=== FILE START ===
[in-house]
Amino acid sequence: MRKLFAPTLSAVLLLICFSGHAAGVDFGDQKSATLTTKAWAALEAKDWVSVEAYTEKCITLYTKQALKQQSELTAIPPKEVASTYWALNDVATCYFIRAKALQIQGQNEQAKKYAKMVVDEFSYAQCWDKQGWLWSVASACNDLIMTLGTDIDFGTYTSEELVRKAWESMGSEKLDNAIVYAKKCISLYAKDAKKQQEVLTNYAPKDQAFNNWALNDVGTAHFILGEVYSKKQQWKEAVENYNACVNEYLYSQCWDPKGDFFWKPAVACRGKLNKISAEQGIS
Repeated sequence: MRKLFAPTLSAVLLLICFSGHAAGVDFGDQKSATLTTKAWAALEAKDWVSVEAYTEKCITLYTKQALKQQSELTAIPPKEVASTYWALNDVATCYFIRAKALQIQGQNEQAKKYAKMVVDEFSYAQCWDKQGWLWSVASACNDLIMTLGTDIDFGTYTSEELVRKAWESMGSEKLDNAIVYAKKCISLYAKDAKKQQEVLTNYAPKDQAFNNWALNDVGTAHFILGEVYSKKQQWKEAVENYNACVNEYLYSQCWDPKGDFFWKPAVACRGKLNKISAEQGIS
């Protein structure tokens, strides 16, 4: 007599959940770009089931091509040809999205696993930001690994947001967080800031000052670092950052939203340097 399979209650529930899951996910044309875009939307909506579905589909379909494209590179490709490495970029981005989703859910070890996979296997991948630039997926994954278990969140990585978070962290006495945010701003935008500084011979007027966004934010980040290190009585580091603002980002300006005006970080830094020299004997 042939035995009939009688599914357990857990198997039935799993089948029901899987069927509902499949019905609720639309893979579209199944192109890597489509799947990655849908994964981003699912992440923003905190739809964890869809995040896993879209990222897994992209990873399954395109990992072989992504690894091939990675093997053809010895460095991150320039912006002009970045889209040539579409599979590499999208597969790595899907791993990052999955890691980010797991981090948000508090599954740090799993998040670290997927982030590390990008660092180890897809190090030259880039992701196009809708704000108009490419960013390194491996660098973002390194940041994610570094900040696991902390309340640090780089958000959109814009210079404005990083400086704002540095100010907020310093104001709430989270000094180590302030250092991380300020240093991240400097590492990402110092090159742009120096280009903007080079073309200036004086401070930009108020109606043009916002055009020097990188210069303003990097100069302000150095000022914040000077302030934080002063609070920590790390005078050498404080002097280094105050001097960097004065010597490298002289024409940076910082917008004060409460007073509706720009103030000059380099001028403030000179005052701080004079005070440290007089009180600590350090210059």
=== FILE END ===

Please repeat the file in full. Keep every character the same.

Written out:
[in-house]
Amino acid sequence: MRKLFAPTLSAVLLLICFSGHAAGVDFGDQKSATLTTKAWAALEAKDWVSVEAYTEKCITLYTKQALKQQSELTAIPPKEVASTYWALNDVATCYFIRAKALQIQGQNEQAKKYAKMVVDEFSYAQCWDKQGWLWSVASACNDLIMTLGTDIDFGTYTSEELVRKAWESMGSEKLDNAIVYAKKCISLYAKDAKKQQEVLTNYAPKDQAFNNWALNDVGTAHFILGEVYSKKQQWKEAVENYNACVNEYLYSQCWDPKGDFFWKPAVACRGKLNKISAEQGIS
Repeated sequence: MRKLFAPTLSAVLLLICFSGHAAGVDFGDQKSATLTTKAWAALEAKDWVSVEAYTEKCITLYTKQALKQQSELTAIPPKEVASTYWALNDVATCYFIRAKALQIQGQNEQAKKYAKMVVDEFSYAQCWDKQGWLWSVASACNDLIMTLGTDIDFGTYTSEELVRKAWESMGSEKLDNAIVYAKKCISLYAKDAKKQQEVLTNYAPKDQAFNNWALNDVGTAHFILGEVYSKKQQWKEAVENYNACVNEYLYSQCWDPKGDFFWKPAVACRGKLNKISAEQGIS
């Protein structure tokens, strides 16, 4: 007599959940770009089931091509040809999205696993930001690994947001967080800031000052670092950052939203340097 399979209650529930899951996910044309875009939307909506579905589909379909494209590179490709490495970029981005989703859910070890996979296997991948630039997926994954278990969140990585978070962290006495945010701003935008500084011979007027966004934010980040290190009585580091603002980002300006005006970080830094020299004997 042939035995009939009688599914357990857990198997039935799993089948029901899987069927509902499949019905609720639309893979579209199944192109890597489509799947990655849908994964981003699912992440923003905190739809964890869809995040896993879209990222897994992209990873399954395109990992072989992504690894091939990675093997053809010895460095991150320039912006002009970045889209040539579409599979590499999208597969790595899907791993990052999955890691980010797991981090948000508090599954740090799993998040670290997927982030590390990008660092180890897809190090030259880039992701196009809708704000108009490419960013390194491996660098973002390194940041994610570094900040696991902390309340640090780089958000959109814009210079404005990083400086704002540095100010907020310093104001709430989270000094180590302030250092991380300020240093991240400097590492990402110092090159742009120096280009903007080079073309200036004086401070930009108020109606043009916002055009020097990188210069303003990097100069302000150095000022914040000077302030934080002063609070920590790390005078050498404080002097280094105050001097960097004065010597490298002289024409940076910082917008004060409460007073509706720009103030000059380099001028403030000179005052701080004079005070440290007089009180600590350090210059």